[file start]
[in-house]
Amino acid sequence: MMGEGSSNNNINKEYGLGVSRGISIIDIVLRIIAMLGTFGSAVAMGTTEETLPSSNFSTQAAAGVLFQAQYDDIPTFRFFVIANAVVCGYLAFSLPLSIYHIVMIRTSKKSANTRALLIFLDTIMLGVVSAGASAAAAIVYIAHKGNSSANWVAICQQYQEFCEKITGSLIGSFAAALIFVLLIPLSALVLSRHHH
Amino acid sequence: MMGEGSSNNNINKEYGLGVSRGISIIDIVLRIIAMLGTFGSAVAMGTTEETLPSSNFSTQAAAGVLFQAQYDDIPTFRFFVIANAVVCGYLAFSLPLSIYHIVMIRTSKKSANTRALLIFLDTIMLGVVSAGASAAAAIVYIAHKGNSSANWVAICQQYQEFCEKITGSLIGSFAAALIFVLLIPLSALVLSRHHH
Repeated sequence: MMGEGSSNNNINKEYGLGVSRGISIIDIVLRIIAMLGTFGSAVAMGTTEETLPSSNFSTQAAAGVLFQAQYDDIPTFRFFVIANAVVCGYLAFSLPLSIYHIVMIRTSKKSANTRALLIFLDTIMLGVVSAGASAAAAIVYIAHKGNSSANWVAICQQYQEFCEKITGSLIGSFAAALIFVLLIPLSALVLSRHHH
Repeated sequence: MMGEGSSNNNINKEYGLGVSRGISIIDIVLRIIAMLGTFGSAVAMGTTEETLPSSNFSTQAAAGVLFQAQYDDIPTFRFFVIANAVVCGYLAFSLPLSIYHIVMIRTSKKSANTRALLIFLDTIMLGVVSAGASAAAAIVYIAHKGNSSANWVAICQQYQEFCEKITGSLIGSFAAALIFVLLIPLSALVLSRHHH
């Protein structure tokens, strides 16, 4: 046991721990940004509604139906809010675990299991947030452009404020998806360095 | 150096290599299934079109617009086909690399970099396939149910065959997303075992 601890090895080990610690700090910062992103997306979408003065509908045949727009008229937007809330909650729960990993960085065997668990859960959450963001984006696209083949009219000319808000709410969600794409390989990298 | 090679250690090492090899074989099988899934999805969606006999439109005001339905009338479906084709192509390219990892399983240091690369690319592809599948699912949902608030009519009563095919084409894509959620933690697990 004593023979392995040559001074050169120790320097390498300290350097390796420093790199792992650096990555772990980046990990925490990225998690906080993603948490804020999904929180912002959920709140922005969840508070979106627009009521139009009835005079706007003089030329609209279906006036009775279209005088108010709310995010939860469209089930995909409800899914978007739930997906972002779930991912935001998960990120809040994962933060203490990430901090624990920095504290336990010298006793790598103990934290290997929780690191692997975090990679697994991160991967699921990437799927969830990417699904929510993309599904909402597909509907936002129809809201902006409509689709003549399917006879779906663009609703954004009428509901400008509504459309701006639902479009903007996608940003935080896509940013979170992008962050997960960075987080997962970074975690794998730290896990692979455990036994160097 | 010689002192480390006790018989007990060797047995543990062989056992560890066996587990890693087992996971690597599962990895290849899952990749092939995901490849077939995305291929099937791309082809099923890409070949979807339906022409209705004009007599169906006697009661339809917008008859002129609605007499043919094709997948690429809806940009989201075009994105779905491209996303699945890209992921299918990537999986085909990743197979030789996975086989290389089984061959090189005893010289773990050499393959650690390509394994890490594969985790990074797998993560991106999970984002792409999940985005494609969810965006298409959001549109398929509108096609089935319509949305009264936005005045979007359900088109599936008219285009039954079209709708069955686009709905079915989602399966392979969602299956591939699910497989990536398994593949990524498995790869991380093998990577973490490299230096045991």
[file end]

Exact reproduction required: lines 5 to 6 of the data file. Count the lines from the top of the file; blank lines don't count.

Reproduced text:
Repeated sequence: MMGEGSSNNNINKEYGLGVSRGISIIDIVLRIIAMLGTFGSAVAMGTTEETLPSSNFSTQAAAGVLFQAQYDDIPTFRFFVIANAVVCGYLAFSLPLSIYHIVMIRTSKKSANTRALLIFLDTIMLGVVSAGASAAAAIVYIAHKGNSSANWVAICQQYQEFCEKITGSLIGSFAAALIFVLLIPLSALVLSRHHH
């Protein structure tokens, strides 16, 4: 046991721990940004509604139906809010675990299991947030452009404020998806360095 | 150096290599299934079109617009086909690399970099396939149910065959997303075992 601890090895080990610690700090910062992103997306979408003065509908045949727009008229937007809330909650729960990993960085065997668990859960959450963001984006696209083949009219000319808000709410969600794409390989990298 | 090679250690090492090899074989099988899934999805969606006999439109005001339905009338479906084709192509390219990892399983240091690369690319592809599948699912949902608030009519009563095919084409894509959620933690697990 004593023979392995040559001074050169120790320097390498300290350097390796420093790199792992650096990555772990980046990990925490990225998690906080993603948490804020999904929180912002959920709140922005969840508070979106627009009521139009009835005079706007003089030329609209279906006036009775279209005088108010709310995010939860469209089930995909409800899914978007739930997906972002779930991912935001998960990120809040994962933060203490990430901090624990920095504290336990010298006793790598103990934290290997929780690191692997975090990679697994991160991967699921990437799927969830990417699904929510993309599904909402597909509907936002129809809201902006409509689709003549399917006879779906663009609703954004009428509901400008509504459309701006639902479009903007996608940003935080896509940013979170992008962050997960960075987080997962970074975690794998730290896990692979455990036994160097 | 010689002192480390006790018989007990060797047995543990062989056992560890066996587990890693087992996971690597599962990895290849899952990749092939995901490849077939995305291929099937791309082809099923890409070949979807339906022409209705004009007599169906006697009661339809917008008859002129609605007499043919094709997948690429809806940009989201075009994105779905491209996303699945890209992921299918990537999986085909990743197979030789996975086989290389089984061959090189005893010289773990050499393959650690390509394994890490594969985790990074797998993560991106999970984002792409999940985005494609969810965006298409959001549109398929509108096609089935319509949305009264936005005045979007359900088109599936008219285009039954079209709708069955686009709905079915989602399966392979969602299956591939699910497989990536398994593949990524498995790869991380093998990577973490490299230096045991």